Cryptocurrency markets have come under renewed pressure after top US officials including Treasury secretary Janet Yellen said they expect to issue recommendations on stablecoins, important assets in the digital economy, in the coming months.
Bitcoin has slipped about $2,000 over the past two days to about $29,500, leaving the most actively traded coin flirting with lows it reached late last month. Other major coins such as ether and Binance have also come under selling pressure.
The crypto retreat comes as global financial watchdogs have been clamping down on the sector after years of almost unrestrained growth.
Yellen “underscored the need to act quickly to ensure there is an appropriate US regulatory framework in place” at a president’s working group on financial markets she convened on Monday to discuss the tokens, according to details released from the meeting.
Participants discussed the rapid growth of stablecoins and their potential use as means of payment, as well as potential risks to consumers, the financial system and national security, the Treasury said.
Attendees of the meeting included the heads of the Federal Reserve, the Securities and Exchange Commission, the Commodity Futures Trading Commission and the Treasury, as well as the Office of the Comptroller of the Currency and the Federal Deposit Insurance Corporation.
Buying cryptocurrencies such as bitcoin or dogecoin directly with standard currencies like dollars or sterling can be a cumbersome process. Stablecoins aim to make it easier. They are privately issued digital tokens pegged to other assets, and many claim to be backed one-to-one with dollars.
Tether is the biggest, and half of all bitcoin trades are transacted using it, according to CryptoCompare. Its closest competitor, USD Coin, has grown more than 3,400 per cent since January, according to operator payments technology company Circle, which announced plans to list on the New York Stock Exchange this month.
But the gathering of top US watchdogs this week reflects rising concern among governments and central banks about potential risks ranging from stablecoins’ potential use in money laundering to their impact on monetary policy.
The vast reserves that stablecoin operators need to maintain to honour their pledge of one-to-one backing also pose potential risks. Tether’s reported holdings of short-term debt known as commercial paper make it one of the largest holders in the world. Rating agency Fitch has warned that any rapid liquidations of such substantial reserves could destabilise the short-term debt markets.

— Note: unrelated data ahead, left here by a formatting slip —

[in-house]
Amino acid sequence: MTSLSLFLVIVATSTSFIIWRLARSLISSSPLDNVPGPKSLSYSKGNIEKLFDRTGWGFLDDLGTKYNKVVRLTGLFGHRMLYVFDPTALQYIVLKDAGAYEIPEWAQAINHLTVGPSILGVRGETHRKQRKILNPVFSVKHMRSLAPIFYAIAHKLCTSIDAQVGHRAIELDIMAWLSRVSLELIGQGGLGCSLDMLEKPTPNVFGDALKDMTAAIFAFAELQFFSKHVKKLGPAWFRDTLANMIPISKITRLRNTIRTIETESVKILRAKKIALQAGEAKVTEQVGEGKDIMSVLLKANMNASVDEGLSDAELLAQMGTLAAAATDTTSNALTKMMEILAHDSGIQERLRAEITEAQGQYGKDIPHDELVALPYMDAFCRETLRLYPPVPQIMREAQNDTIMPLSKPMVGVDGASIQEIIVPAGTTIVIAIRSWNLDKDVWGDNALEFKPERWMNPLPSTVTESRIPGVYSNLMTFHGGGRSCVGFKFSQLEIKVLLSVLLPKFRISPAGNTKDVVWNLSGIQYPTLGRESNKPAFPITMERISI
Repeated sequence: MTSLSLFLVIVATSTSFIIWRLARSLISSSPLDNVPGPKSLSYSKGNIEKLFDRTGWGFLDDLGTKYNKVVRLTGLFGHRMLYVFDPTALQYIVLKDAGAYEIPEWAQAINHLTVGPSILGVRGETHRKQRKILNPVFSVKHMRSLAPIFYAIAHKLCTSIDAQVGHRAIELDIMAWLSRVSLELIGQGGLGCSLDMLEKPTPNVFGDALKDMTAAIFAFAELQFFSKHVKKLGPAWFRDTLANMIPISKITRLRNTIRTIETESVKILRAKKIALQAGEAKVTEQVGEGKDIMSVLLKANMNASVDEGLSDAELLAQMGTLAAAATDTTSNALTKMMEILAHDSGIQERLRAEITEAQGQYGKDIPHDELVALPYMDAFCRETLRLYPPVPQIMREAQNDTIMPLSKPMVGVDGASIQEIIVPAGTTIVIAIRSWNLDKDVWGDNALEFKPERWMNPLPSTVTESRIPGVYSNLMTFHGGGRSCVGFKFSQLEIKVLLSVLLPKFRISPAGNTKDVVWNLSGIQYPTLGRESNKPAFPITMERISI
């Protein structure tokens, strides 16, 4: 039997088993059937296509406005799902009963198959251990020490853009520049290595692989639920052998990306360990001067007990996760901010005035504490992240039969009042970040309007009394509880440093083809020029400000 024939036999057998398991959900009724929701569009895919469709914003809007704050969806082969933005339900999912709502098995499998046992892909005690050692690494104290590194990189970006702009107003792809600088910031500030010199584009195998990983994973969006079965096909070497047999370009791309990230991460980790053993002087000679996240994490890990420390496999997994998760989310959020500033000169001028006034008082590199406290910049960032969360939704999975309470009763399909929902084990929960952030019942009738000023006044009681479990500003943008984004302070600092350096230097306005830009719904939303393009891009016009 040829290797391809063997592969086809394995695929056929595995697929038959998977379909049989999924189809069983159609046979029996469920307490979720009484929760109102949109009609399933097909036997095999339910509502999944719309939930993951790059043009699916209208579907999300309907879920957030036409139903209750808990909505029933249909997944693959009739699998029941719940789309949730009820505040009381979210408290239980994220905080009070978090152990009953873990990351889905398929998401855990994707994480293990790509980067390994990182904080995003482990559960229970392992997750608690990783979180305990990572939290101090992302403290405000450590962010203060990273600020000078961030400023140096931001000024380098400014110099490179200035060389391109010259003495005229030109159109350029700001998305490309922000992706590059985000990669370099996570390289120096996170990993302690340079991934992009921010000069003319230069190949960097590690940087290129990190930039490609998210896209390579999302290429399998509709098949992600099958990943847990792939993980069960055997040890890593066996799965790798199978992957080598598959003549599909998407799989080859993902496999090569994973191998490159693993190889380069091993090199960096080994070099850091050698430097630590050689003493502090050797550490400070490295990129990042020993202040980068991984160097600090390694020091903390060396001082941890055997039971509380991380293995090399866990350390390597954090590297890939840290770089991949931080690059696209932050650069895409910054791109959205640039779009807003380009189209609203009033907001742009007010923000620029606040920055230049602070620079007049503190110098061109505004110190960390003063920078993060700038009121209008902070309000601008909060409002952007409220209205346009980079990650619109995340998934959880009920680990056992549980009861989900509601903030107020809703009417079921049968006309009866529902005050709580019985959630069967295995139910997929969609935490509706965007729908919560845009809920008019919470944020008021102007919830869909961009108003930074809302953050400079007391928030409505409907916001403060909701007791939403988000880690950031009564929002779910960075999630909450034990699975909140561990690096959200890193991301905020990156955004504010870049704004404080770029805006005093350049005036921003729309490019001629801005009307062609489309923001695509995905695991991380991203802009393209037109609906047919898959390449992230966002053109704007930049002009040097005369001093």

Last month, Eric Rosengren, president of the Boston Fed, named tether as a possible challenge to financial stability. Earlier in July, Fed chair Jay Powell told the Senate banking committee that stablecoins were “growing incredibly fast” but lacked sufficient regulation.
Late last year, a group of US members of Congress proposed legislation that would require stablecoin issuers to obtain a banking charter, follow banking regulations and receive approval from the Federal Reserve and FDIC.
Bank of England governor Andrew Bailey said in June that stablecoins should face “difficult and pertinent questions”. The BoE warned that operators should not enjoy “regulatory arbitrage” through looser rules than traditional banks.
International bodies have also called for more action on this corner of the cryptocurrency market. Last month, the Basel Committee on Banking Supervision, the world’s most powerful banking standards-setter, said stablecoins would qualify for existing rules if they were fully reserved at all times.
A paper released this month by Yale professor Gary Gorton and Fed attorney Jeffery Zhang explored similarities to historical examples of private money, which were often subject to runs.
“If policymakers wait a decade, stablecoin issuers will become the money market funds of the 21st century — too big to fail — and the government will have to step in with a rescue package whenever there’s a financial panic,” they wrote.
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